Whiplash Causes and Symptoms

Neck sprains are graded from mild - to severe.
Neck pain caused by a neck sprain may be a serious injury. Neck sprains are graded from mild - to severe. (c) Goldstein

Whiplash is a term often associated with car accidents.  Although car accidents are quite common cause, other types of experiences can be classified as whiplash as well.

The National Institute of Neurological Disorders and Stroke says that whiplash is injury to your soft tissue and is also known as either neck strain or neck sprain.  (It can be both if muscles and ligaments are affected.)

Related: Neck Sprain and Strain

Some experts define whiplash only in terms of what happens upon impact, and not in terms of any medical conditions that may result.

Either way, to find out what, if any, damage was done to your neck from a whiplash experience, you should be evaluated by a health care professional.

Meanwhile, what does happen to your neck and head during a whiplash?

Whiplash Definition

Whiplash is an injury caused by the neck and head being thrown suddenly backward then forward upon impact.  Technically speaking, your head and neck are forced first into extension and then quickly into flexion. This  impact takes the neck and head beyond their normal range of movement, and usually causes tissue damage and pain.

Causes of Whiplash

Whiplash Symptoms

Depending on a number of individual factors whiplash can damage your discs, nerve roots and, as mentioned above, your muscles and ligaments.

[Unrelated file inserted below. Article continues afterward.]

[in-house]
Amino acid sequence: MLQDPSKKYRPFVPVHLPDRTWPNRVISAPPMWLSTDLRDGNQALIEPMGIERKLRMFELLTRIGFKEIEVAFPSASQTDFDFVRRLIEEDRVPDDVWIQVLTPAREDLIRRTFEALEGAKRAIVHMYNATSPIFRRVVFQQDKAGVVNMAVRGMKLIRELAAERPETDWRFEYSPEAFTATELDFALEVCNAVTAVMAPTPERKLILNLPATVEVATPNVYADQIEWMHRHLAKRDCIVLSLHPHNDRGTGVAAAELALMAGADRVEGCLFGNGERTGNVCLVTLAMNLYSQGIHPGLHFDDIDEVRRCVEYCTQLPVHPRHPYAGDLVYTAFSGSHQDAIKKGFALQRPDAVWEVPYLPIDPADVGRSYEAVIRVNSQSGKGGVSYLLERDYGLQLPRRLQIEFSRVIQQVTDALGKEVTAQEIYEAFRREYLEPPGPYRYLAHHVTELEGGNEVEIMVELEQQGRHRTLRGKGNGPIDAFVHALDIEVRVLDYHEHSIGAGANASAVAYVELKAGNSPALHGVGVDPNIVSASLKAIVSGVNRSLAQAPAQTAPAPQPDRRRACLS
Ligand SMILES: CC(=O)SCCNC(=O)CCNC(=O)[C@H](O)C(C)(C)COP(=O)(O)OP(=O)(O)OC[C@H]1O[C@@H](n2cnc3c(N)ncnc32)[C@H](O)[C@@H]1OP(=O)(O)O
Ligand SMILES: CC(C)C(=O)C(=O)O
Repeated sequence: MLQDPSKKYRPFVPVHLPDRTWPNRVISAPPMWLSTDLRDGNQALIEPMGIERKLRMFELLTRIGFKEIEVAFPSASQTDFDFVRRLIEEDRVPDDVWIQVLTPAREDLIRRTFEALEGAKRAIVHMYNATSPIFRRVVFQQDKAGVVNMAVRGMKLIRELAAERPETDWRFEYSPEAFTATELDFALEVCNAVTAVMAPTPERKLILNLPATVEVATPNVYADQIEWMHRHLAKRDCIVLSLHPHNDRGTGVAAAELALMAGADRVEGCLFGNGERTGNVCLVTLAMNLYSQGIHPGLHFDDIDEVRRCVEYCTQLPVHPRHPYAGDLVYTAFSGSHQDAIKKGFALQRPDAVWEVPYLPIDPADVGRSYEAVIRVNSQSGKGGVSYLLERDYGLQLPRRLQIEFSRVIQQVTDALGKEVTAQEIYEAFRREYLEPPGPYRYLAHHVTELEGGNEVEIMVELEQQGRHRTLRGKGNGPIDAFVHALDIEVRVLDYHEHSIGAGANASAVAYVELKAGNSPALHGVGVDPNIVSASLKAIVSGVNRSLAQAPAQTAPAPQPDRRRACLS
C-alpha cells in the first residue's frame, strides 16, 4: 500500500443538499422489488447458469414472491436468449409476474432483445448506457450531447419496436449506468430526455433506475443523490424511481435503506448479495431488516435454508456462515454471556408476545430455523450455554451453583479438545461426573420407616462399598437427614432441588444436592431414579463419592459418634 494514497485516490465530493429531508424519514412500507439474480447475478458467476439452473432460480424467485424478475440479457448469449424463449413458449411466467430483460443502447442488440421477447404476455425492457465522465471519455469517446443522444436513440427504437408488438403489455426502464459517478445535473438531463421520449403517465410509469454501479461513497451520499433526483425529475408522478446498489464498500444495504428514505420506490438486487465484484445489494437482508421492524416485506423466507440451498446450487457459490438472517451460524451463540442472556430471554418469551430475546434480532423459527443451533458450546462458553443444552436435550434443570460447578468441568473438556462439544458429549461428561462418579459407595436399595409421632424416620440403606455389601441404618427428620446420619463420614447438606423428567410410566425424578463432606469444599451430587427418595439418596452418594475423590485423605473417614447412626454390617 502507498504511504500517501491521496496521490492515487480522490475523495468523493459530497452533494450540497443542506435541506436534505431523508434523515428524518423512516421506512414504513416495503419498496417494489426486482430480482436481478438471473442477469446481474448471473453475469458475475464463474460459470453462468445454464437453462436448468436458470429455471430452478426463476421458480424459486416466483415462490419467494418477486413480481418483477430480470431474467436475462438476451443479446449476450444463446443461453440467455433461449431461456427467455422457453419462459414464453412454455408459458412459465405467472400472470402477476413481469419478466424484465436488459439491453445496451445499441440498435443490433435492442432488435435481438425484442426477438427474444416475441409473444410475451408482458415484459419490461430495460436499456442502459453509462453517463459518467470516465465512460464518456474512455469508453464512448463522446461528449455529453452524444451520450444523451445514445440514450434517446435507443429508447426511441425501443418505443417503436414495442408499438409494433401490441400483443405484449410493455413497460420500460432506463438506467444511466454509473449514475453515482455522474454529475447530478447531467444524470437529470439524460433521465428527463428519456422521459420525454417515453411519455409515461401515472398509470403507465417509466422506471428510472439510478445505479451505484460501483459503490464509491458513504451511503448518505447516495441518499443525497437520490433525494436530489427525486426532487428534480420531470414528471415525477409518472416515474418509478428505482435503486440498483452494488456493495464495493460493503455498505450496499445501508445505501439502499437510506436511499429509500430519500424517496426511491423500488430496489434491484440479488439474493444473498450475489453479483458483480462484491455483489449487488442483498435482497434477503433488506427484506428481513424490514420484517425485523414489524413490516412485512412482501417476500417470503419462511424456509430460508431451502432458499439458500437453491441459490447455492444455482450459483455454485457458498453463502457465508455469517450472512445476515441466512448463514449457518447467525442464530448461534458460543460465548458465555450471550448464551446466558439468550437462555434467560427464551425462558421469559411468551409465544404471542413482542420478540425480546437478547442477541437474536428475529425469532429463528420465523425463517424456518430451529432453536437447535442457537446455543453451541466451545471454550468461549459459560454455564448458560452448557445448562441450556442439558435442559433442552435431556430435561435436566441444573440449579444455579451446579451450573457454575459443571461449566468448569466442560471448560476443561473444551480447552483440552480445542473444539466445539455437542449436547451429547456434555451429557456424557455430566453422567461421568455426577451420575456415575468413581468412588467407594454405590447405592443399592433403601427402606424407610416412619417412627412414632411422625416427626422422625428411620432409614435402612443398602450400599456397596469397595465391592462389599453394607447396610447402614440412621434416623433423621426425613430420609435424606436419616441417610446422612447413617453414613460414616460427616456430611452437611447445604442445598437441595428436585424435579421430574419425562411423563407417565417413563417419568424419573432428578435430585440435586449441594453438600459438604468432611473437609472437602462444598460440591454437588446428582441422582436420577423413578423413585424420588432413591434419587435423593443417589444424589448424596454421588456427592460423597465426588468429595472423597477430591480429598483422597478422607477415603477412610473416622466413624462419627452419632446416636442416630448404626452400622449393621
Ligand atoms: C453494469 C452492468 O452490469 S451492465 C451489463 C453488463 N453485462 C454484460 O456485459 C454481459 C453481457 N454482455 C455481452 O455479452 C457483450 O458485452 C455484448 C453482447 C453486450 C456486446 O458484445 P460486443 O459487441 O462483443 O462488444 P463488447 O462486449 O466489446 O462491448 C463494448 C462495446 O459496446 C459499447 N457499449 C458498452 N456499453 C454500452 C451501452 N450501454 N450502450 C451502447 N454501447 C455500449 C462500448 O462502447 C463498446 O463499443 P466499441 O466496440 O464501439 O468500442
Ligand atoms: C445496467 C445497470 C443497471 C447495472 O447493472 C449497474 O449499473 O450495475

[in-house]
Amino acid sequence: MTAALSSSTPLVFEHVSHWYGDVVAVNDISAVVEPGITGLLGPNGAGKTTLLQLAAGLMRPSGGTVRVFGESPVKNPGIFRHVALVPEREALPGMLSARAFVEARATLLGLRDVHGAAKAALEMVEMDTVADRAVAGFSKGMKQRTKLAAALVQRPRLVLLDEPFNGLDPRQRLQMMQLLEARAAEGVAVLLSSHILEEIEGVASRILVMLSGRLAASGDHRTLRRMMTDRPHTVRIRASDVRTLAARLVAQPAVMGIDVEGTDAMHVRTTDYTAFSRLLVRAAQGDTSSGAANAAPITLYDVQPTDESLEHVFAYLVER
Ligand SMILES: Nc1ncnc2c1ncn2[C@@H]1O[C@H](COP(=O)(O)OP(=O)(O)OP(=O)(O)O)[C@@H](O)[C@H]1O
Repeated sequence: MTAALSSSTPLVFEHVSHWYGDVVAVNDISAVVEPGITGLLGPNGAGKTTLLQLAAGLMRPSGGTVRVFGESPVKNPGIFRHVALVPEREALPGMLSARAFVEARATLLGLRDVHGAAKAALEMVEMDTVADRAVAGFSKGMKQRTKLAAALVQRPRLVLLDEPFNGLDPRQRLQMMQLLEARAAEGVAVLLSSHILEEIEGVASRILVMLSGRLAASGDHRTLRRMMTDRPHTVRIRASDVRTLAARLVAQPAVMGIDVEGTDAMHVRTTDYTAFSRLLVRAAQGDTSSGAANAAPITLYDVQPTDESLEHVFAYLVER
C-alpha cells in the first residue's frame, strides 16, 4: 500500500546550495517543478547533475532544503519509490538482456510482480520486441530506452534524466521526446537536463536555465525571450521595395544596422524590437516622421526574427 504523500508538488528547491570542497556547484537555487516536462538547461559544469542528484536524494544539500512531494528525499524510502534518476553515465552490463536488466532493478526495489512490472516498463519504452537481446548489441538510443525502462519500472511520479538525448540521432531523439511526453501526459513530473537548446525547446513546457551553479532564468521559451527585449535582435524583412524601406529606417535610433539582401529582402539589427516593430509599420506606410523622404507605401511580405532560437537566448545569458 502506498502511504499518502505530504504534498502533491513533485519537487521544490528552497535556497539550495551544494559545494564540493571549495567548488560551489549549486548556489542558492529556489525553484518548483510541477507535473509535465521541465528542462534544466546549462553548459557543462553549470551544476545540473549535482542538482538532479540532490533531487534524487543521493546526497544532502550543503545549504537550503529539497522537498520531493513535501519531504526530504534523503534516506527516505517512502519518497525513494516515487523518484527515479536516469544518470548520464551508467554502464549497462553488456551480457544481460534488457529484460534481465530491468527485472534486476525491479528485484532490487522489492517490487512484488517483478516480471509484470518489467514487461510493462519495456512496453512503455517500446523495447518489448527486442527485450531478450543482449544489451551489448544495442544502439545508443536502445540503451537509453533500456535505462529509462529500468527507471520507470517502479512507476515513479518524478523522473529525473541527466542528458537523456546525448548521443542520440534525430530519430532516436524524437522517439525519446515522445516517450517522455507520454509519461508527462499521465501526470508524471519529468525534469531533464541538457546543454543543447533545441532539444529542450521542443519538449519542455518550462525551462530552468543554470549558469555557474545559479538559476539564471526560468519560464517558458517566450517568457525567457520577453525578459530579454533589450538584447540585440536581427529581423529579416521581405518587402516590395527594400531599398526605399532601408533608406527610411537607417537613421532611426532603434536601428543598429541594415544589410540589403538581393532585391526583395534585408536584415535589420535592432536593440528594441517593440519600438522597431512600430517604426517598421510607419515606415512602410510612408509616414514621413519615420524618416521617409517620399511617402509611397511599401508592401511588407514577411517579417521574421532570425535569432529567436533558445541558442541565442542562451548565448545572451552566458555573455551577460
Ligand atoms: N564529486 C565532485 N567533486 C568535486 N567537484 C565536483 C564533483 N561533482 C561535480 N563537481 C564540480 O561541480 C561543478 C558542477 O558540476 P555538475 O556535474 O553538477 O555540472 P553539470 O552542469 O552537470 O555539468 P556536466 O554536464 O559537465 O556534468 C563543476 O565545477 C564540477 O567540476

You may feel symptoms immediately, or after a few days. Symptoms may include - but are not limited to the following:

  • Neck pain
  • Neck stiffness
  • Headaches
  • Nerve symptoms such as pins and needles
  • Pain in the shoulders
  • Pain between the shoulder blades
  • Pain in one or both arms
  • Fatigue
  • Dizziness
  • Vision problems
  • Ringing in the ears (tinnitus)

Symptoms or Not - See A Doctor

It's easy to shrug off a car accident when you don't feel pain right away.  But a lack of symptoms does not mean your tissues have not been injured.  Even without symptoms, it is advisable to make an appointment with your doctor as soon as possible after your car accident or other whiplash related experience.  Your doctor can help to determine the location and extent of the damage as well as help you develop an appropriate treatment plan.

Related:  Communicating Your Symptoms to Your Doctor

If you're wondering about what you can do to prevent a whiplash, a study done by Stemper, et. al. in 2006 at the Medical College of Wisconsin suggests that the risk of whiplash due to a rear end collision can be minimized with proper positioning of the head close to the headrest.  Driving safely and wearing your seatbelt are critical, as well.


Stemper, Brian, Ph.D., Yoganandan, Narayan, Pintar, Frank, (2006).Effect of head restraint backset on head-neck kinematics in whiplash.. Accident Analysis and Prevention. 38, 317-323.

Stemper, Brian, Ph.D., Personal Interview and Email Communication. Dec 21 and 22 2006.

Whiplash Information Page.  National Institute of Neurological Disorders and Stroke. September 19, 2012  http://www.ninds.nih.gov/disorders/whiplash/whiplash.htm

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